Demetrias is located 1.5km south of Volos. It was named after its founder Demetrius the Conqueror, who in the early 3rd century BC gathered the small villages in the area to create a city with a strategic location, both economically and politically strong. The area occupied by the city was inhabited in the late Neolithic era.
The city was fortified by a wall, which was reinforced with square towers and is preserved almost throughout its length, except for a section on the north side.
On the rocky hill, west of the ancient theater, lies the Memorial. It consists of a rectangular courtyard and a central building, which was lined with marble Ionic decoration. It is speculated that it was an unfinished tomb-mausoleum destined for the cult of Demetrius the Conqueror.
The famous written tombstones of Demetrias provide important information on the daily life in the city, the traffic of foreigners and the art of great painting. They were found on the wall, because they were used as building material in a subsequent repair.
The Theatre of ancient Demetrias was built during the Early Hellenistic period (first half of the 3rd century BC) and was repaired at least four times until the second half of the 4th century BC, when it was abandoned. Its stage was two-storey. On the west, the foundation of the foreground is preserved.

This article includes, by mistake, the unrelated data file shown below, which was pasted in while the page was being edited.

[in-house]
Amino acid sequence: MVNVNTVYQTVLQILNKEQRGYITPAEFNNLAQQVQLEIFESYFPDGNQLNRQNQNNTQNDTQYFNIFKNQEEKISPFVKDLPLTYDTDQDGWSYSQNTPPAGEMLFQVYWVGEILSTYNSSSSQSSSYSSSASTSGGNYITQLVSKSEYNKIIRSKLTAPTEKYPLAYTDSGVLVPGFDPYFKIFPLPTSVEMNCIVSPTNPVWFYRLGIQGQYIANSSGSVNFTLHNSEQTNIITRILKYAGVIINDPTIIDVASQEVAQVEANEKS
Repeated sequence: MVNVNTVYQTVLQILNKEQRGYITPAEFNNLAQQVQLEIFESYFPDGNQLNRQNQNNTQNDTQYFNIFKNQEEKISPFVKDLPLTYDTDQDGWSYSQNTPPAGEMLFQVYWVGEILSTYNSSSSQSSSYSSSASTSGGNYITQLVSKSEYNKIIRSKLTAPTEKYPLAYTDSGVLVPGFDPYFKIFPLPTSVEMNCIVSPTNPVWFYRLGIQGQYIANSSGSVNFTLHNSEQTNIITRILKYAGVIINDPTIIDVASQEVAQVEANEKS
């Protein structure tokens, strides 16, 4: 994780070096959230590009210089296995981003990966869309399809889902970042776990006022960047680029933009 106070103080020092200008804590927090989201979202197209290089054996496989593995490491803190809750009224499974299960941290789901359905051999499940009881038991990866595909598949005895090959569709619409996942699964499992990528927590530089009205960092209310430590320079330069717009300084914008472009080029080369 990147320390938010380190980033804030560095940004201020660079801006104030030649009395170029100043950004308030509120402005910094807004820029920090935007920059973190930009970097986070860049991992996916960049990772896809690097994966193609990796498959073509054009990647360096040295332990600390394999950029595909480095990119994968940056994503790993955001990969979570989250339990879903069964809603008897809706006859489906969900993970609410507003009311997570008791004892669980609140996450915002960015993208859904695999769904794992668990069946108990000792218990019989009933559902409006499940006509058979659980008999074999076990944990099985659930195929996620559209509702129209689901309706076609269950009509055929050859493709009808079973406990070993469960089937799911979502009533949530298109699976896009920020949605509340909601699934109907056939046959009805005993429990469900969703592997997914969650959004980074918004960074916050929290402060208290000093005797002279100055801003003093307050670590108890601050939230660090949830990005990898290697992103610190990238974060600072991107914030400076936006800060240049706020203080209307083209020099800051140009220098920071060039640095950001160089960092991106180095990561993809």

The orchestra has a diameter of 24.14m, the floors are constructed from compacted clay and it has a sewage drain all around its perimeter. The seats of the first row were made of gray marble, while the rest were made of limestone.
The aqueduct is probably a creation of the early 4th century AD. Today only the piers remain, over which the built-in channel carrying water from Pelion to Demetrias was supported. On a hill, in the eastern part of the city, stands the Palace. At the highest point of the hill a colonnaded courtyard with Doric columns has been revealed, with apartments at all three sides. On the north side, there are workshops and a big sewage drain. The palace had two floors, and a strong tower stood on its four corners. To the west of the complex of the peristyle courtyard, in lower terraces, the remaining areas of the palace complex extend, also in two storeys. The palace was abandoned after the end of the Macedonian rule in Greece (mid-2nd century BC). Part of it was used later, during the Roman period, as a cemetery.